The most remarkable change that ICS will implement lies in the interface. The new OS is designed to work without buttons. The ‘home’ and ‘back’ buttons will remain as they always were, but the ‘long press’ function has been removed, and a ‘multi-tasking’ (or ‘recent apps’) command has been added. This latter command will allow the user to access a menu showing all recent apps that have been used, all of which can be exited by a simple sideways swipe. This feature will go a long way toward conserving battery life should any of those apps be conducting updates in the background. The three main command buttons will collapse down to three small dots when any media app is launched in order to maximize the screen real estate for videos and such, which will likely represent something of a learning curve for new users.
One of the new features of Android 4.0 is called ‘Face Unlock,’ which will allow users to unlock their phones merely by looking at them. This is, unfortunately, more of a gimmick than a feature, as it consistently malfunctions in certain lighting conditions, can be fooled by a photograph of the user instead of his or her actual face, and even Google admits on the “about screen” that Face Unlock is less secure than a PIN or pattern. Nevertheless, it’s still unassailably cool, and will be fun to whip out at parties, at least until everybody else is running 4.0.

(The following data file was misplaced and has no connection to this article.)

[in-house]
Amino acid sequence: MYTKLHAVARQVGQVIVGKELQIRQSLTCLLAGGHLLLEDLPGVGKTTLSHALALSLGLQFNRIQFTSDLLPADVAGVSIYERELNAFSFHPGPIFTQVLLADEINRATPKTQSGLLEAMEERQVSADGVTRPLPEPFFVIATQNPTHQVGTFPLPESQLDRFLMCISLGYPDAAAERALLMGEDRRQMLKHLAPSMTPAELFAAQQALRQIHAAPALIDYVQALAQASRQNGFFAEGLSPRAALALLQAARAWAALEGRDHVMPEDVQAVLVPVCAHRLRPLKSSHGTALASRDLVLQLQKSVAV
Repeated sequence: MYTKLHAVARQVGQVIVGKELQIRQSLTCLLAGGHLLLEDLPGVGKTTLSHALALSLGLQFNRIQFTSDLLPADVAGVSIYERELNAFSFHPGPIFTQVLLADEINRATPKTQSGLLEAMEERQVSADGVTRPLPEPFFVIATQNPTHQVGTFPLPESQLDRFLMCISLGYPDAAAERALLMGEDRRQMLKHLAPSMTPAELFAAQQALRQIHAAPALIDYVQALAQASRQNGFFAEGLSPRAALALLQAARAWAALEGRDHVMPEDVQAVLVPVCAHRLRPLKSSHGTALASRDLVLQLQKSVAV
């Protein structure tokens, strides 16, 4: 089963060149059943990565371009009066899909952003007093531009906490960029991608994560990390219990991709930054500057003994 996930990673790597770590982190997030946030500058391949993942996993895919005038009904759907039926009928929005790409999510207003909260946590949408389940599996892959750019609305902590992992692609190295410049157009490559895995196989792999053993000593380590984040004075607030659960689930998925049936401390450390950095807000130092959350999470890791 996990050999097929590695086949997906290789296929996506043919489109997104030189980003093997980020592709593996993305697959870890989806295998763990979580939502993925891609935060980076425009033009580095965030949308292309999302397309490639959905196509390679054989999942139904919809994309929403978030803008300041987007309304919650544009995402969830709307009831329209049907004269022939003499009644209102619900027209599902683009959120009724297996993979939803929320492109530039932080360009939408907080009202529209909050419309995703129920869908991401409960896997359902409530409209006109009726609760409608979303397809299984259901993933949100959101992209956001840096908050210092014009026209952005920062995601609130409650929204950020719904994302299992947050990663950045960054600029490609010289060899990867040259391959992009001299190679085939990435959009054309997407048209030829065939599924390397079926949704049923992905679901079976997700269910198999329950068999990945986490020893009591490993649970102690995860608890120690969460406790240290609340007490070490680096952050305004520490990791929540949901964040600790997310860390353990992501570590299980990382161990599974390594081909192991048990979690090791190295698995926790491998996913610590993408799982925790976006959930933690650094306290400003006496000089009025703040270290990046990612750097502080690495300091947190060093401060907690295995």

And when will that be? Unlike iOS updates, which are valid for all devices at once, ICS will first be available on the more popular, high-end phones, most notably Samsung’s Galaxy Nexus, sometimes referred to as ICS’s “mother ship.” HTC announced that seven of its models will get ICS in early 2012, and most manufacturers will make it available on all devices released within 18 months of the OS’s own release.
A full review of ICS is beyond the scope of this post, but rest assured that we’ll keep you abreast of its progress as it makes its way to market.